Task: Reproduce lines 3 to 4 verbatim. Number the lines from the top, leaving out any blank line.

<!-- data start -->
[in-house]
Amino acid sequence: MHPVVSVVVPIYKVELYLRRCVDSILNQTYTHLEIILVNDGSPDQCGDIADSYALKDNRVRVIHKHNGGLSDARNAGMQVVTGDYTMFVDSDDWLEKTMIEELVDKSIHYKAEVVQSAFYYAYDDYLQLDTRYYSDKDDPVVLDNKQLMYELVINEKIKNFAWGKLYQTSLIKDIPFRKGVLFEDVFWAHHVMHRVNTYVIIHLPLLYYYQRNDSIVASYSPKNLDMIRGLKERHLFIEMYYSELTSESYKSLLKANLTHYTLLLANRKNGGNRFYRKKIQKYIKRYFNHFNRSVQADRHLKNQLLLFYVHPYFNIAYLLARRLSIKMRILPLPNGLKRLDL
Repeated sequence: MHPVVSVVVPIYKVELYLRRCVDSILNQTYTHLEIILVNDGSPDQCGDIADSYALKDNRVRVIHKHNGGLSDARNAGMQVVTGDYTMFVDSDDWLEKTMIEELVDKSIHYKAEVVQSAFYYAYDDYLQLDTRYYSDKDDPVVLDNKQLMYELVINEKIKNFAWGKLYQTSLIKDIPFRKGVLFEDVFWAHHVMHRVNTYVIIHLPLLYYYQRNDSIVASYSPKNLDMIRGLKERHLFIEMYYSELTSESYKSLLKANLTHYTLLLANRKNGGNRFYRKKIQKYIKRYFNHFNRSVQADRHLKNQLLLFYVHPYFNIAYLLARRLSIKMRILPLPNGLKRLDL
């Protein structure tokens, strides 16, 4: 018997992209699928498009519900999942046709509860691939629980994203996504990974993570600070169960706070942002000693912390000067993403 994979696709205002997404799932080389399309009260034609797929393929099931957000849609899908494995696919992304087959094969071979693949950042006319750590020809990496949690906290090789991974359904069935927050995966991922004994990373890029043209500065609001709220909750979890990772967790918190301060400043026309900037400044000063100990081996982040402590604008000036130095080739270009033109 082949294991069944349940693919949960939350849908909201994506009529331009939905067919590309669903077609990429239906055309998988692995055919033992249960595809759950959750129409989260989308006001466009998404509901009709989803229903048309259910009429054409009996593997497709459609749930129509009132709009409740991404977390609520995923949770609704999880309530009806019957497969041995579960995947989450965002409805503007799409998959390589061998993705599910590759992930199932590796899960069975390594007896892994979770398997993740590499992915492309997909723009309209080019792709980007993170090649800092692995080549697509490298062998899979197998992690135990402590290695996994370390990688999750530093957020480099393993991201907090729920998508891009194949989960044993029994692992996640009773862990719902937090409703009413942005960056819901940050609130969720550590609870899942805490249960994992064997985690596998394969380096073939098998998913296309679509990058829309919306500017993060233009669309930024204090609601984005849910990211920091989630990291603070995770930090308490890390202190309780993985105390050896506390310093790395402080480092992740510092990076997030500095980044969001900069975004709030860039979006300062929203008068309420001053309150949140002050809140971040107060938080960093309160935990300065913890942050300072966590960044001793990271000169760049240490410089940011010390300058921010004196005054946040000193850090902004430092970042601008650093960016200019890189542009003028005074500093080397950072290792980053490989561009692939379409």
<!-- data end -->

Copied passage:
Repeated sequence: MHPVVSVVVPIYKVELYLRRCVDSILNQTYTHLEIILVNDGSPDQCGDIADSYALKDNRVRVIHKHNGGLSDARNAGMQVVTGDYTMFVDSDDWLEKTMIEELVDKSIHYKAEVVQSAFYYAYDDYLQLDTRYYSDKDDPVVLDNKQLMYELVINEKIKNFAWGKLYQTSLIKDIPFRKGVLFEDVFWAHHVMHRVNTYVIIHLPLLYYYQRNDSIVASYSPKNLDMIRGLKERHLFIEMYYSELTSESYKSLLKANLTHYTLLLANRKNGGNRFYRKKIQKYIKRYFNHFNRSVQADRHLKNQLLLFYVHPYFNIAYLLARRLSIKMRILPLPNGLKRLDL
């Protein structure tokens, strides 16, 4: 018997992209699928498009519900999942046709509860691939629980994203996504990974993570600070169960706070942002000693912390000067993403 994979696709205002997404799932080389399309009260034609797929393929099931957000849609899908494995696919992304087959094969071979693949950042006319750590020809990496949690906290090789991974359904069935927050995966991922004994990373890029043209500065609001709220909750979890990772967790918190301060400043026309900037400044000063100990081996982040402590604008000036130095080739270009033109 082949294991069944349940693919949960939350849908909201994506009529331009939905067919590309669903077609990429239906055309998988692995055919033992249960595809759950959750129409989260989308006001466009998404509901009709989803229903048309259910009429054409009996593997497709459609749930129509009132709009409740991404977390609520995923949770609704999880309530009806019957497969041995579960995947989450965002409805503007799409998959390589061998993705599910590759992930199932590796899960069975390594007896892994979770398997993740590499992915492309997909723009309209080019792709980007993170090649800092692995080549697509490298062998899979197998992690135990402590290695996994370390990688999750530093957020480099393993991201907090729920998508891009194949989960044993029994692992996640009773862990719902937090409703009413942005960056819901940050609130969720550590609870899942805490249960994992064997985690596998394969380096073939098998998913296309679509990058829309919306500017993060233009669309930024204090609601984005849910990211920091989630990291603070995770930090308490890390202190309780993985105390050896506390310093790395402080480092992740510092990076997030500095980044969001900069975004709030860039979006300062929203008068309420001053309150949140002050809140971040107060938080960093309160935990300065913890942050300072966590960044001793990271000169760049240490410089940011010390300058921010004196005054946040000193850090902004430092970042601008650093960016200019890189542009003028005074500093080397950072290792980053490989561009692939379409």